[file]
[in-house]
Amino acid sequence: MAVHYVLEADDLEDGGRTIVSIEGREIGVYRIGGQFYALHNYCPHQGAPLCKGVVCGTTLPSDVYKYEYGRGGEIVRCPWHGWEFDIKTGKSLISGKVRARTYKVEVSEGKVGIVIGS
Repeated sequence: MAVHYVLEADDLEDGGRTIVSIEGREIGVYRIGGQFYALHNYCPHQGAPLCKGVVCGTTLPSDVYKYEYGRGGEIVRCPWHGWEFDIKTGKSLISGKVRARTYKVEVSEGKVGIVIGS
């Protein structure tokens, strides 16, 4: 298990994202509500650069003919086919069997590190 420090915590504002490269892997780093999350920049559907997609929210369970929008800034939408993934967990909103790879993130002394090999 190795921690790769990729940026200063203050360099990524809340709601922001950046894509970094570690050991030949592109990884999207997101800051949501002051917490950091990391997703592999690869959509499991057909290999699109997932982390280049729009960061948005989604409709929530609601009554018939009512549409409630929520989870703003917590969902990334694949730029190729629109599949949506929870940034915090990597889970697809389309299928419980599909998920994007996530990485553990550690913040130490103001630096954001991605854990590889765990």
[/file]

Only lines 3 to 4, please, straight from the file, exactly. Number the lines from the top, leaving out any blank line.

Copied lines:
Repeated sequence: MAVHYVLEADDLEDGGRTIVSIEGREIGVYRIGGQFYALHNYCPHQGAPLCKGVVCGTTLPSDVYKYEYGRGGEIVRCPWHGWEFDIKTGKSLISGKVRARTYKVEVSEGKVGIVIGS
């Protein structure tokens, strides 16, 4: 298990994202509500650069003919086919069997590190 420090915590504002490269892997780093999350920049559907997609929210369970929008800034939408993934967990909103790879993130002394090999 190795921690790769990729940026200063203050360099990524809340709601922001950046894509970094570690050991030949592109990884999207997101800051949501002051917490950091990391997703592999690869959509499991057909290999699109997932982390280049729009960061948005989604409709929530609601009554018939009512549409409630929520989870703003917590969902990334694949730029190729629109599949949506929870940034915090990597889970697809389309299928419980599909998920994007996530990485553990550690913040130490103001630096954001991605854990590889765990």